Recording a visit back to the '80s (on cassette)

Recording a visit back to the '80s (on cassette)

For the past six-plus months, I have had the good fortune of hanging out in Bomont with the Wooster High School Drama Club and our production of “Footloose.” Aside from the creative rewards of watching students tackle demanding roles, always exceeding expectations, it has been a fun time revisiting the 1980s and reflecting on the days of my adolescence.

Recalling images and trends and styles and being asked a slew of questions — “what was high school in the ‘80s really like?” being the most common — forced me to immerse my consciousness in my youth, which is a much more pleasant experience when you know the visit is only temporary.

But for whatever reason, the first image that came to mind was my Sony Walkman. Probably a gift around my 11th or 12th birthday, I remember opening that box and taking in all the stylized glory of the device: its sleek black design, “WALKMAN” emblazoned in silver across the cassette case lid matching the silver play/rewind/fast forward buttons, and the glorious foam ear pads covering the pieces that bookended the headset, gently clamped to my head. It was a piece of technological wizardry.

My older brothers established a firm rule that stated choosing the musical selection that first emanated from a new piece of technology had to be chosen wisely; one could not simply grab any cassette tape to insert and listen to. It had to be a calculated decision. In the case of this Walkman, that cassette tape was Duran Duran’s "Seven and the Ragged Tiger," and the first song was “The Reflex” (note: all good “Duranies” know that song would be the album version, not the one remixed, produced and released by Nile Rodgers, providing Duran Duran with their first number-one single in the United States).

Looking back, I think the reason this gift was so memorable is because of the freedom it allowed. Children of the ‘80s were ruled by cords, mostly. Our one-phone household, albeit with a long cord so we could talk secretly on our stairsteps, limited our movements, as did our record player and boombox (who could afford six D batteries in those days?). When my oldest brother was eventually gifted the Intellivision Gaming System, we were stuck there too.

The Walkman, with its small design and less demanding four AA batteries, allowed for one to live the vagabond life, meandering the neighborhood as Billy Joel or Berlin or Men Without Hats blasted from the headphones. Moms could not tell us to “turn that music down” if they could not hear it themselves. The Walkman, at least to me, symbolized a sense of self-freedom prior to obtaining a driver’s license, which is the usual moment teens get to experience that taste.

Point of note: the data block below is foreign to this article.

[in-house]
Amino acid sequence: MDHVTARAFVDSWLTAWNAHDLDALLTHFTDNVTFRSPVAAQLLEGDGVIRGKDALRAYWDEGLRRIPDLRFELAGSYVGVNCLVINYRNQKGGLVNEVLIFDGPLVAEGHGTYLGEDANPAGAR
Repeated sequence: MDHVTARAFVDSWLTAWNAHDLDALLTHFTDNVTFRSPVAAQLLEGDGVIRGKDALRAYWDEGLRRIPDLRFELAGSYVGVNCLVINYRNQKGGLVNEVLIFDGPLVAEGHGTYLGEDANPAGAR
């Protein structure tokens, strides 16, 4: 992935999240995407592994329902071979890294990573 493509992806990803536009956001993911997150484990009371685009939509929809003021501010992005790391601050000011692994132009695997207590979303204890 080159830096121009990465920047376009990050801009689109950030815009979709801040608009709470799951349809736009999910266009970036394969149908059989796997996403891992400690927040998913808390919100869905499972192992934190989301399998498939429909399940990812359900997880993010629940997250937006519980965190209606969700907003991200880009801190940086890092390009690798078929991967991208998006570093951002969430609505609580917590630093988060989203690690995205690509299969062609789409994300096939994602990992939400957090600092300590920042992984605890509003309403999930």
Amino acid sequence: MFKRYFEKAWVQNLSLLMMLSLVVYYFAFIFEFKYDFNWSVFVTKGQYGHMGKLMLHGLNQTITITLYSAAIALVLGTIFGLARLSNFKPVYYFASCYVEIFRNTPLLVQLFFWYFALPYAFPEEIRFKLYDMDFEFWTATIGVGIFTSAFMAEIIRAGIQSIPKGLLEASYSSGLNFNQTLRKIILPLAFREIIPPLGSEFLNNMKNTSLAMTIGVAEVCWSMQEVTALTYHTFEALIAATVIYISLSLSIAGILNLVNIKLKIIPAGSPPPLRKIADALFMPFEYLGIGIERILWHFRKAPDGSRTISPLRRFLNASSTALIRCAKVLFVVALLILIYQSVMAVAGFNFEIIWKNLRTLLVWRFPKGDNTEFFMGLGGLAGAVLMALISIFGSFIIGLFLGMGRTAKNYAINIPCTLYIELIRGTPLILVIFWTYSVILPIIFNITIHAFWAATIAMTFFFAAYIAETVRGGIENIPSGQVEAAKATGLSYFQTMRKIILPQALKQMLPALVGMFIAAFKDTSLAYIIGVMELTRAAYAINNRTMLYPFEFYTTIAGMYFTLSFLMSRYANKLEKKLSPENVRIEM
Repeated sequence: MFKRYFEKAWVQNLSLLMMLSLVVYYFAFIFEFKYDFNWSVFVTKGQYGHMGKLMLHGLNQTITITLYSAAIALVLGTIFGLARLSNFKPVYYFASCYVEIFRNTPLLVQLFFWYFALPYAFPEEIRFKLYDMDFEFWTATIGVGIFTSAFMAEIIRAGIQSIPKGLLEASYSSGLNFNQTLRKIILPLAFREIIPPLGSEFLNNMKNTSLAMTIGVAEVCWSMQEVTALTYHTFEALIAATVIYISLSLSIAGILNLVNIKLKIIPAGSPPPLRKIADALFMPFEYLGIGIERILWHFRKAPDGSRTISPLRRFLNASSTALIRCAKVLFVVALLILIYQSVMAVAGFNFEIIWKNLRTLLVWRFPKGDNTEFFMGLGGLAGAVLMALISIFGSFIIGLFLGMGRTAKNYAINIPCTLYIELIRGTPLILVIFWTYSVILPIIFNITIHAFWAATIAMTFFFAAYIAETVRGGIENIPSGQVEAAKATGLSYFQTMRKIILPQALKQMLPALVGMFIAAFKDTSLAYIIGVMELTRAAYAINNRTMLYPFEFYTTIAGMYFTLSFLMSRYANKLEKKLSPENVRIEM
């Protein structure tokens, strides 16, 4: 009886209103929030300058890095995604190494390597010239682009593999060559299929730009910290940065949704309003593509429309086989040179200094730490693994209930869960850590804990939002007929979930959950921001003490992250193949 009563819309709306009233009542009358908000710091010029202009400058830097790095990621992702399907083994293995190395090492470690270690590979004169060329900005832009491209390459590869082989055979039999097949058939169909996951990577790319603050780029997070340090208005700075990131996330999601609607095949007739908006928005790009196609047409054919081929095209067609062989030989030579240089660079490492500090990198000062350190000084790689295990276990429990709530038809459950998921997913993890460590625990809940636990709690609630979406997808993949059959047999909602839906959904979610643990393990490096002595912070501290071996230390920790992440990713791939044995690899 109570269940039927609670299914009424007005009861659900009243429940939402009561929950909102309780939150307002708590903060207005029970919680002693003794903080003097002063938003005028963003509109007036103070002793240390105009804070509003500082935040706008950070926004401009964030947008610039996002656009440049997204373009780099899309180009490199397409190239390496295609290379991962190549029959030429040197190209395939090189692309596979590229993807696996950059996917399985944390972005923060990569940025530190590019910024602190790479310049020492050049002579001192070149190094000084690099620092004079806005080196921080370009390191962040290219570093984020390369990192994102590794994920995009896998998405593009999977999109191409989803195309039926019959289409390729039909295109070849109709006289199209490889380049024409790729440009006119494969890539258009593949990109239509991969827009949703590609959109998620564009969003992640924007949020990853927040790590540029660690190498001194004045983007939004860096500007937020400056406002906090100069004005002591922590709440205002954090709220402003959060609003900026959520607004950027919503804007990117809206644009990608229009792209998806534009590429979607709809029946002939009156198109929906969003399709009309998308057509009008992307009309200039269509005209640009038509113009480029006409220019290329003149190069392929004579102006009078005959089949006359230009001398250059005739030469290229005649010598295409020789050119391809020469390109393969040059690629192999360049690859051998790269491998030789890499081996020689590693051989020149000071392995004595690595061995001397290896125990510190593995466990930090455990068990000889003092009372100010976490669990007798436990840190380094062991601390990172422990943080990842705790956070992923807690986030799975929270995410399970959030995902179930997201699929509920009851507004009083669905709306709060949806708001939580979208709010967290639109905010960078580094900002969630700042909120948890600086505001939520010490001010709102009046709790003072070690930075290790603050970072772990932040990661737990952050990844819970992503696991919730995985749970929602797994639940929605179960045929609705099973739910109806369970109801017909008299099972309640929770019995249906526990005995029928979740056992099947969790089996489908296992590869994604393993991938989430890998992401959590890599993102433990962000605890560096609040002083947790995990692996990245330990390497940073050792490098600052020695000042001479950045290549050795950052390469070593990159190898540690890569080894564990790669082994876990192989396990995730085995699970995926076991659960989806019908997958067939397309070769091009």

The Walkman eventually led to better “everythings,” most notably the dual cassette stereo, which allowed one to record from tape to tape or radio to tape or record to tape. And making those mixtapes, a staple in so many of our lives in the 1980s, was a labor of love, symbolizing road trips, best-of’s and/or relationships where song lyrics, because of the inability to formulate coherent sentences around girlfriend crushes, better captured those powerful and memorable young feelings.

Ugh, and the hours spent typing the song lists on a typewriter and getting them to fit on the inside of the cassette case; and let us not even spend time worrying about the challenges of formulating the perfect title for the song compilations (although I do remember, after a silly sophomore year break-up, being quite proud of coming up with “Shattered Images”).

And if you were like me, you looked at the cassette tape and haphazardly guessed how much time you had left before it ran out, agonizing over finding the perfect song of the perfect length so it was not cut off before the tape came to its end (a huge faux pas in the mixtape creation world).

Listening to NPR a few weeks back, I learned Lou Ottens, the Dutch engineer/inventor of the cassette tape, recently passed away at the age of 94. The story was so engaging it led me to Amazon Prime and the viewing of “Cassette: A Documentary” — the story of Ottens’ unheralded influence on the music industry. It is a must-see, for any fan of ‘80s music.

In the years leading up to his retirement in 1986, Ottens learned his invention not only changed the recording industry, but also provided millions of people around the world the chance to become their own DJ’s or recording artists. He is the reason we still have a recording of my grandmother, who passed away in 1982, singing “Happy Birthday” to my brother.

Well before the ease of digital downloads, Spotify or iTunes playlists, there was the mixtape and the time, energy and thought that went into making those perfect reflections of time. It is a hobby now making a resurgence.

“The people who use it (the cassette) nowadays, they are special people. They love their cassettes and mixtapes. It’s not really rational, hm? It’s a rather irrational activity. I like that,” Ottens said in the 2016 documentary.

Ultimately, my biggest take-away from my trip down nostalgia lane is how perfectly those songs capture a period in my life. The mixtape taught us how to use our own musical voice, even when the message came from someone else’s songs. And finding one's voice, especially as a teenager, can often be a challenging task. Thank goodness the cassette tape was around to help me find mine.

Loading next article...

End of content

No more pages to load